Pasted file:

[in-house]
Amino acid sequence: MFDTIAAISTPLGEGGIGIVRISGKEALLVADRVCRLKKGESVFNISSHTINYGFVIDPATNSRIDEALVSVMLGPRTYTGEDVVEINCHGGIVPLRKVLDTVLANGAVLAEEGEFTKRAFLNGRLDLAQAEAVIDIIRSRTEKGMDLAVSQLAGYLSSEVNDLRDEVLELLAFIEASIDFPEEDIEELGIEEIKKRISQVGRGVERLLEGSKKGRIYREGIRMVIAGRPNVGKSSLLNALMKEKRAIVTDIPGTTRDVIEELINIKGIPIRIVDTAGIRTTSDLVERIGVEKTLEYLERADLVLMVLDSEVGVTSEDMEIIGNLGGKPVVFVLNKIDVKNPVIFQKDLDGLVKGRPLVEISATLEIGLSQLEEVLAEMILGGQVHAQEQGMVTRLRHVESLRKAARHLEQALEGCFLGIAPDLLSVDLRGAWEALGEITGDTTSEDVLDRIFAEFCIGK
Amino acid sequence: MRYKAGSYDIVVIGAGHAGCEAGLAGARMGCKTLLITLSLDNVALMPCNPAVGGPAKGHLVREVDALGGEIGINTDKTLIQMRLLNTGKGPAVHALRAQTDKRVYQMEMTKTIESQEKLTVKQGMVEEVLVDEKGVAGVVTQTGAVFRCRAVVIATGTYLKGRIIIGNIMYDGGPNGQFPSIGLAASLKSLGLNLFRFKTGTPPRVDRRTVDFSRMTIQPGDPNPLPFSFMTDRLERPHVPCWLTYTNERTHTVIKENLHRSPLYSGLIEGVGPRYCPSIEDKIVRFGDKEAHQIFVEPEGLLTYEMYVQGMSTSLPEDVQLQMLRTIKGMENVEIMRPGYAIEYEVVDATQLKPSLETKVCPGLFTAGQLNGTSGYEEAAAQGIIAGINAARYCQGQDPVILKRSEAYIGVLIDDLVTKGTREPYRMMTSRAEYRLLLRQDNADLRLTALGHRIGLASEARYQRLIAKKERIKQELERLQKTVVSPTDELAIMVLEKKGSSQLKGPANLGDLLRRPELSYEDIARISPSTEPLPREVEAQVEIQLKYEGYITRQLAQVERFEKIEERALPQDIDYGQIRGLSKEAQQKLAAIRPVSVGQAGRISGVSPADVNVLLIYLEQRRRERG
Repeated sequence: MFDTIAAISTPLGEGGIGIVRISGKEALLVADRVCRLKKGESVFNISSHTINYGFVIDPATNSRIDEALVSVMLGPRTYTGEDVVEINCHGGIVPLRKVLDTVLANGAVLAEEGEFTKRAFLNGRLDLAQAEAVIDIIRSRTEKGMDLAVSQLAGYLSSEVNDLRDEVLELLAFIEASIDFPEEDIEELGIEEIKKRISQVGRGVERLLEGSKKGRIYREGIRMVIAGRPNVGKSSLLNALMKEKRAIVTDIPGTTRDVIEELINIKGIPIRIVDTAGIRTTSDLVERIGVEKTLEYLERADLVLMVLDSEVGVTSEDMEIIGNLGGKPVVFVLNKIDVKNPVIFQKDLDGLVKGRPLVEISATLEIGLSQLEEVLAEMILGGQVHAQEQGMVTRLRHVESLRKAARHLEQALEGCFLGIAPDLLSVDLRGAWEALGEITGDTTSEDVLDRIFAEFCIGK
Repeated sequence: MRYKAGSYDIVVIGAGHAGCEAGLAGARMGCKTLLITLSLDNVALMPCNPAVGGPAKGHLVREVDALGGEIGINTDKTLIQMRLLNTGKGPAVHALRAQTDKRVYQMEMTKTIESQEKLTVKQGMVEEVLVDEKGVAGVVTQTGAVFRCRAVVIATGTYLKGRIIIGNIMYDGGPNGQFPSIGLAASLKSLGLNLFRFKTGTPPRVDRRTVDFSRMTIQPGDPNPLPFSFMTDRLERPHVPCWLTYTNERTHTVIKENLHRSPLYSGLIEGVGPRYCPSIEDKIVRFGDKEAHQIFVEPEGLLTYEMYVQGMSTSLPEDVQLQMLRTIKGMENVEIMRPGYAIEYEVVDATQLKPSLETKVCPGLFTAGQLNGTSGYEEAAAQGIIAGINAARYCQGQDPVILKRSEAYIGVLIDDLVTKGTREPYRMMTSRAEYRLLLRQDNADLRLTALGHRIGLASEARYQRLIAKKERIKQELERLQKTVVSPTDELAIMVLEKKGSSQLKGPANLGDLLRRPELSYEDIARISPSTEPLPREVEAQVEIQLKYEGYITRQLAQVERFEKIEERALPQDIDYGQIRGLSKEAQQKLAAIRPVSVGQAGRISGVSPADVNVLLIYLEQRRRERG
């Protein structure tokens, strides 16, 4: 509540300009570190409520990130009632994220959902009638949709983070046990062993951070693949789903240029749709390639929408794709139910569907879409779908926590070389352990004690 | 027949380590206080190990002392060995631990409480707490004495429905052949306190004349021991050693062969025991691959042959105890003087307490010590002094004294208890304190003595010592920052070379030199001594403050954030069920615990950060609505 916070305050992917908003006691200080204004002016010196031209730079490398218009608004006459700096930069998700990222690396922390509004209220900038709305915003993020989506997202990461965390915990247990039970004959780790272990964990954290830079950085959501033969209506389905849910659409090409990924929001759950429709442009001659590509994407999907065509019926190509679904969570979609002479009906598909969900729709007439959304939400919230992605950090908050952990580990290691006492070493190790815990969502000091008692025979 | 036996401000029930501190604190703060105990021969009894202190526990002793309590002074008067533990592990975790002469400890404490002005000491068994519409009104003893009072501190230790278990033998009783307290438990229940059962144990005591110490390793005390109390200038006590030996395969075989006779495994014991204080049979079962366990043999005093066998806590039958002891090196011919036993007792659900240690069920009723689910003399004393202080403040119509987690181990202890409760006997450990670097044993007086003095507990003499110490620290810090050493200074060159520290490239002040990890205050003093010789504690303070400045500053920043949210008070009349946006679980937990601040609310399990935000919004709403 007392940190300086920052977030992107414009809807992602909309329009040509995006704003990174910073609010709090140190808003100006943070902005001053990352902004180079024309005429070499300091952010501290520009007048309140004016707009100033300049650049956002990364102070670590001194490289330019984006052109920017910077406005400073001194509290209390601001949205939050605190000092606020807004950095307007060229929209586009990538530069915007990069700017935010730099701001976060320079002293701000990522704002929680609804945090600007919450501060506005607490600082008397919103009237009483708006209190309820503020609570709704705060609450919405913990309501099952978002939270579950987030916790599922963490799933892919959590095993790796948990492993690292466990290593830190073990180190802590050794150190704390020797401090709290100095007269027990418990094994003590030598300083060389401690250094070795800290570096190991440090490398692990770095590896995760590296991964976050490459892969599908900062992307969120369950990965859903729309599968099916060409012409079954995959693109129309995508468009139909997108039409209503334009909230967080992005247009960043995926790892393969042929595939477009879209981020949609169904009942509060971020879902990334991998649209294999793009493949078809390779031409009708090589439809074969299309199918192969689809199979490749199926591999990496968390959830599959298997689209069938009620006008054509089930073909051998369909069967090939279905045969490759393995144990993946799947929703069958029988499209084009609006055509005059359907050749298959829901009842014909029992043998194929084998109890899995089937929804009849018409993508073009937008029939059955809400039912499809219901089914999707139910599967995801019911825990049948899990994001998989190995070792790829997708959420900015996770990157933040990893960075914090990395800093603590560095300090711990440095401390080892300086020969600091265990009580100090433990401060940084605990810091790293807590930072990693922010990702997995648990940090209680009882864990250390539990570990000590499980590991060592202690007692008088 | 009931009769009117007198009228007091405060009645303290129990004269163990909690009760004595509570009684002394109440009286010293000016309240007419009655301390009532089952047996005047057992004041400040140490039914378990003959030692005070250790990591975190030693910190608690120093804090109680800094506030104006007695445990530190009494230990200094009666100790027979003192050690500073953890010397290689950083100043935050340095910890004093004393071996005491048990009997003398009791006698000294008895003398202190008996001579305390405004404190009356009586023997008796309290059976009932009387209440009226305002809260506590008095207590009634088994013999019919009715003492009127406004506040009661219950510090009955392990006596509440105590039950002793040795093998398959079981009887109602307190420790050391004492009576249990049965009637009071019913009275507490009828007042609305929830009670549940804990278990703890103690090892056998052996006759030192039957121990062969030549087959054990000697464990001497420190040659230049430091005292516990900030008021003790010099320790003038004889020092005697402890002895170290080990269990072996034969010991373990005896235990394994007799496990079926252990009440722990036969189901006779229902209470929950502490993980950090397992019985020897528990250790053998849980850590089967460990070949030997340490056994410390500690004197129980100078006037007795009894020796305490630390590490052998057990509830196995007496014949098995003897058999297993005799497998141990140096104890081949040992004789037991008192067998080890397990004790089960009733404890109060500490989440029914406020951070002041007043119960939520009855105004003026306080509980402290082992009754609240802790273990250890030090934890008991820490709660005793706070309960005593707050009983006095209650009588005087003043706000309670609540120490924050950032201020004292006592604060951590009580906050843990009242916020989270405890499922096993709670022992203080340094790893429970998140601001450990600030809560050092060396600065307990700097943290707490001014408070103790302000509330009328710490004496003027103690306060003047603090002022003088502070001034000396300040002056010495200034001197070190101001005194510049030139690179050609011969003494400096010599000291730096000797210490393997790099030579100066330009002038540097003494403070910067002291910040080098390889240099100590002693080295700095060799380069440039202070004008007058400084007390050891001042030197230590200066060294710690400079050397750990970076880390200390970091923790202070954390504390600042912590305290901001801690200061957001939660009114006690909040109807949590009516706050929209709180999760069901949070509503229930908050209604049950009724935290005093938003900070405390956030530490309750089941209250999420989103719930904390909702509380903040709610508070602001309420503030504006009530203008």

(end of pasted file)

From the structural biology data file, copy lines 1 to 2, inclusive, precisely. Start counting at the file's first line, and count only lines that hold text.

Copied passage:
[in-house]
Amino acid sequence: MFDTIAAISTPLGEGGIGIVRISGKEALLVADRVCRLKKGESVFNISSHTINYGFVIDPATNSRIDEALVSVMLGPRTYTGEDVVEINCHGGIVPLRKVLDTVLANGAVLAEEGEFTKRAFLNGRLDLAQAEAVIDIIRSRTEKGMDLAVSQLAGYLSSEVNDLRDEVLELLAFIEASIDFPEEDIEELGIEEIKKRISQVGRGVERLLEGSKKGRIYREGIRMVIAGRPNVGKSSLLNALMKEKRAIVTDIPGTTRDVIEELINIKGIPIRIVDTAGIRTTSDLVERIGVEKTLEYLERADLVLMVLDSEVGVTSEDMEIIGNLGGKPVVFVLNKIDVKNPVIFQKDLDGLVKGRPLVEISATLEIGLSQLEEVLAEMILGGQVHAQEQGMVTRLRHVESLRKAARHLEQALEGCFLGIAPDLLSVDLRGAWEALGEITGDTTSEDVLDRIFAEFCIGK